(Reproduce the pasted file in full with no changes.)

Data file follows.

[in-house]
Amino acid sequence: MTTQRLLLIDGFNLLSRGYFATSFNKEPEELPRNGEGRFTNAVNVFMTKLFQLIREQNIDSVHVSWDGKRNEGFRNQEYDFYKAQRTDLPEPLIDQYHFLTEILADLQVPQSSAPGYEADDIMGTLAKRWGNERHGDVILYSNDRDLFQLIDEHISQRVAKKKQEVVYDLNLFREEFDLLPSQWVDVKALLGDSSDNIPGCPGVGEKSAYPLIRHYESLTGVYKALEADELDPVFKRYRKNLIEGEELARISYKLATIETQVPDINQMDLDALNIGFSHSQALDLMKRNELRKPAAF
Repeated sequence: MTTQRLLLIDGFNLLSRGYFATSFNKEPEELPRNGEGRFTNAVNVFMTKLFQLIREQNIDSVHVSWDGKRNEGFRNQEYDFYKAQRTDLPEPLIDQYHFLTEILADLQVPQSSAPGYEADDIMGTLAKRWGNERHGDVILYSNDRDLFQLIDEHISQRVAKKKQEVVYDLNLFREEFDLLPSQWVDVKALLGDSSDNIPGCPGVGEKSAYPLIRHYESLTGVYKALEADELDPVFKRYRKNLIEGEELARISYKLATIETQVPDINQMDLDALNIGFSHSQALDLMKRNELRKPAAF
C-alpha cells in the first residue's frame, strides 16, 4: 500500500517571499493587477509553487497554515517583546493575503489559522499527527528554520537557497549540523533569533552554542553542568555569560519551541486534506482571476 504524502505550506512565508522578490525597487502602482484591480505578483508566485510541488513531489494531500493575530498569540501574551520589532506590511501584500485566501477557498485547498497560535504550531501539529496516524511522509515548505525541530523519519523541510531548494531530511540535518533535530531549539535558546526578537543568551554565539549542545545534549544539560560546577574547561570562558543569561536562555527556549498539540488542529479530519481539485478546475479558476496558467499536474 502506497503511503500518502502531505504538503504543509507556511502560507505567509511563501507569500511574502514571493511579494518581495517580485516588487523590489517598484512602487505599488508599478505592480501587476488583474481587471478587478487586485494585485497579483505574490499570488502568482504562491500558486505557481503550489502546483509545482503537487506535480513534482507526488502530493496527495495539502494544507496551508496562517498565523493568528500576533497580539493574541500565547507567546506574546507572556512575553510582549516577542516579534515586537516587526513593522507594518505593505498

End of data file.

[in-house]
Amino acid sequence: MTTQRLLLIDGFNLLSRGYFATSFNKEPEELPRNGEGRFTNAVNVFMTKLFQLIREQNIDSVHVSWDGKRNEGFRNQEYDFYKAQRTDLPEPLIDQYHFLTEILADLQVPQSSAPGYEADDIMGTLAKRWGNERHGDVILYSNDRDLFQLIDEHISQRVAKKKQEVVYDLNLFREEFDLLPSQWVDVKALLGDSSDNIPGCPGVGEKSAYPLIRHYESLTGVYKALEADELDPVFKRYRKNLIEGEELARISYKLATIETQVPDINQMDLDALNIGFSHSQALDLMKRNELRKPAAF
Repeated sequence: MTTQRLLLIDGFNLLSRGYFATSFNKEPEELPRNGEGRFTNAVNVFMTKLFQLIREQNIDSVHVSWDGKRNEGFRNQEYDFYKAQRTDLPEPLIDQYHFLTEILADLQVPQSSAPGYEADDIMGTLAKRWGNERHGDVILYSNDRDLFQLIDEHISQRVAKKKQEVVYDLNLFREEFDLLPSQWVDVKALLGDSSDNIPGCPGVGEKSAYPLIRHYESLTGVYKALEADELDPVFKRYRKNLIEGEELARISYKLATIETQVPDINQMDLDALNIGFSHSQALDLMKRNELRKPAAF
C-alpha cells in the first residue's frame, strides 16, 4: 500500500517571499493587477509553487497554515517583546493575503489559522499527527528554520537557497549540523533569533552554542553542568555569560519551541486534506482571476 504524502505550506512565508522578490525597487502602482484591480505578483508566485510541488513531489494531500493575530498569540501574551520589532506590511501584500485566501477557498485547498497560535504550531501539529496516524511522509515548505525541530523519519523541510531548494531530511540535518533535530531549539535558546526578537543568551554565539549542545545534549544539560560546577574547561570562558543569561536562555527556549498539540488542529479530519481539485478546475479558476496558467499536474 502506497503511503500518502502531505504538503504543509507556511502560507505567509511563501507569500511574502514571493511579494518581495517580485516588487523590489517598484512602487505599488508599478505592480501587476488583474481587471478587478487586485494585485497579483505574490499570488502568482504562491500558486505557481503550489502546483509545482503537487506535480513534482507526488502530493496527495495539502494544507496551508496562517498565523493568528500576533497580539493574541500565547507567546506574546507572556512575553510582549516577542516579534515586537516587526513593522507594518505593505498